The value of this goes way beyond the classroom. “I cannot overstate one thing about what Professor Pahnke provides to her class: inspiration,” says Marcus Van Der Peet (BA 2015). “Not everyone can be a successful entrepreneur, but everyone can enter the work place with a passion for innovation. Professor Pahnke gives her students the confidence to act upon their creative inclinations, she teaches that even when a project is not successful, it is only a failure if you do not learn from it, she gives them the desire to pursue those things that they are passionate about, and she motivates everyone she meets to think like an entrepreneur.”

Leta Beard (BA 1978, MBA 1980) is a senior lecturer in marketing and international business. Though raised in a family of educators, she opted to follow a different path… initially. “I went into business because it was the farthest thing from teaching,” she says, laughing

After earning BA and MBA degrees from the Foster School, Beard worked for 12 years at AT&T before being called back to the family “business” and joining the Foster faculty full-time in 1996.

Today, she teaches core marketing and international business courses to undergraduates, and also helms courses through Foster’s Executive Education and Consulting and Business Development Center, and through UW Professional & Continuing Education.

Students laud her innovative, inclusive approach to learning. Her mix of methods leans heavily on the experiential—class debates, “in the news” discussions, even an elaborate world trade fair.

But what sets Beard apart is her tireless dedication to students—inside and outside of the classroom. She is faculty advisor to Undergraduate Women in Business and the UW chapter of the American Marketing Association. She leads study tours, coaches and mentors case competition teams and counsels students on international study, resume writing, interviewing and anything else they need help with.

“Leta is most deserving of this award because of her passionate involvement in academics and student development,” says Caitlin Snaring (BA 2015). “She is an outstanding mentor and inspiration to everyone she meets.”

These qualities have resulted in a long list of accolades. In recent years, Beard has received the UW American Marketing Association Lifetime Achievement Award (2015), the Ron Crockett Award for Excellence in Undergraduate Teaching (2015), the UW IFC/Panhellenic Faculty of the Year Award (2010, 2011, 2014), Faculty Partner of the Year from Foster Career Services (2014), Faculty Advisor of the Year from the UW American Marketing Association (2014), Marketing and International Business Faculty of the Year (2006, 2010, 2013), the Wells Fargo Faculty Award for Undergraduate Teaching (2007, 2010), and the UW Distinguished Contribution to Lifelong Learning Award (2009).

“Teaching is my passion. It’s my love,” Beard says. “When you can help people succeed and find their passion, it’s worth all the effort.”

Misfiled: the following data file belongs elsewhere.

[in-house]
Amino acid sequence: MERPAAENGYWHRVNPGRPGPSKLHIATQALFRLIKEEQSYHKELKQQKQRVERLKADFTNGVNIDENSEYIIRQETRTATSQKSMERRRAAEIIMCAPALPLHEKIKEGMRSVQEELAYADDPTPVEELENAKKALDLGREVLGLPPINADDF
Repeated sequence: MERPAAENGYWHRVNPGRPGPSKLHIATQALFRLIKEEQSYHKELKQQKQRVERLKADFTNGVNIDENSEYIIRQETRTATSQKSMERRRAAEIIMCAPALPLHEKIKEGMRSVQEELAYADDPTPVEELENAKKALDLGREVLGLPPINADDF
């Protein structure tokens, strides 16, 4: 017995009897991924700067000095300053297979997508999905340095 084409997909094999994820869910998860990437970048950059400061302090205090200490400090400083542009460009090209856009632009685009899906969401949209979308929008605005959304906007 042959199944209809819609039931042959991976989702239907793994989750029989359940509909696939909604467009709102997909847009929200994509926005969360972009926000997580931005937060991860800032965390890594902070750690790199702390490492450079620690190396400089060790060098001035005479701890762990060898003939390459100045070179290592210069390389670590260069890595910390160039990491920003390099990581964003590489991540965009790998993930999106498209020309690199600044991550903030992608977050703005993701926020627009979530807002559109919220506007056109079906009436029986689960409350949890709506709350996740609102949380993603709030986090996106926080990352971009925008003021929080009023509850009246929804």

Pahnke and Beard represent the 11th and 12th Foster School faculty members to receive the UW Distinguished Award since its inception in 1970. Here is the complete list:

1971 – Robert “Rocky” Higgins, Professor of Finance
1974 – David Hart, Professor in Business Administration
1976 – Alan Hess, Professor of Finance and Business Economics
1983 – Gerhard Mueller, Professor of Accounting
1984 – Sharon Gailbraith, Professor of Marketing & International Business
1986 – Nicholas Binedell, Lecturer in Business Administration
1998 – Frank Rothaermel, Lecturer in Business Administration
1999 – June Morita, Senior Lecturer in Management Science
2006 – William Wells, Senior Lecturer in Accounting
2011 – Christina Ting Fong, Principal Lecturer in Management
2015 – Emily Cox Pahnke, Assistant Professor of Management
2015 – Leta Beard, Senior Lecturer in Marketing and International Business

Meet the student-led startups in the 2015 Jones + Foster Accelerator

Taking a startup from idea to reality is a daunting process. The Buerk Center for Entrepreneurship’s Jones + Foster Accelerator, now in its fifth year, helps student-led startups navigate that process with six-months of mentoring from Seattle entrepreneurs and investors, a framework for defining measurable milestones, guidance in achieving those milestones, and the opportunity to earn up to $25,000 in follow-on funding.

Twenty-nine companies have completed the Jones + Foster Accelerator program since it began in 2010. Twenty-five of them are still in business today, raising millions in funding, becoming household names, forming partnerships with celebrity foundations, and winning prestigious awards.

The 10 companies accepted into the 2015 Jones + Foster Accelerator cohort run the gamut, from clean technology to healthcare innovation to peer-to-peer commerce. The one thing they all have in common is a great idea, and the drive to turn that idea into a successful venture. Over the next six months, these startups will polish their pitches, raise early-stage funding, manufacture their products, build marketing strategies. Each milestone they hit will bring them a few steps closer to their startup goals. We can’t wait to see what these student entrepreneurs can achieve!

2015 Jones + Foster Accelerator Teams

2015 J+F Accelerator Team Logos





Benchmark Environmental
Benchmark Environmental is developing an affordable, easy to install, and low maintenance stormwater treatment system. The Benchmark ECR will enable more companies and municipalities to effectively treat every pollutant present in stormwater runoff.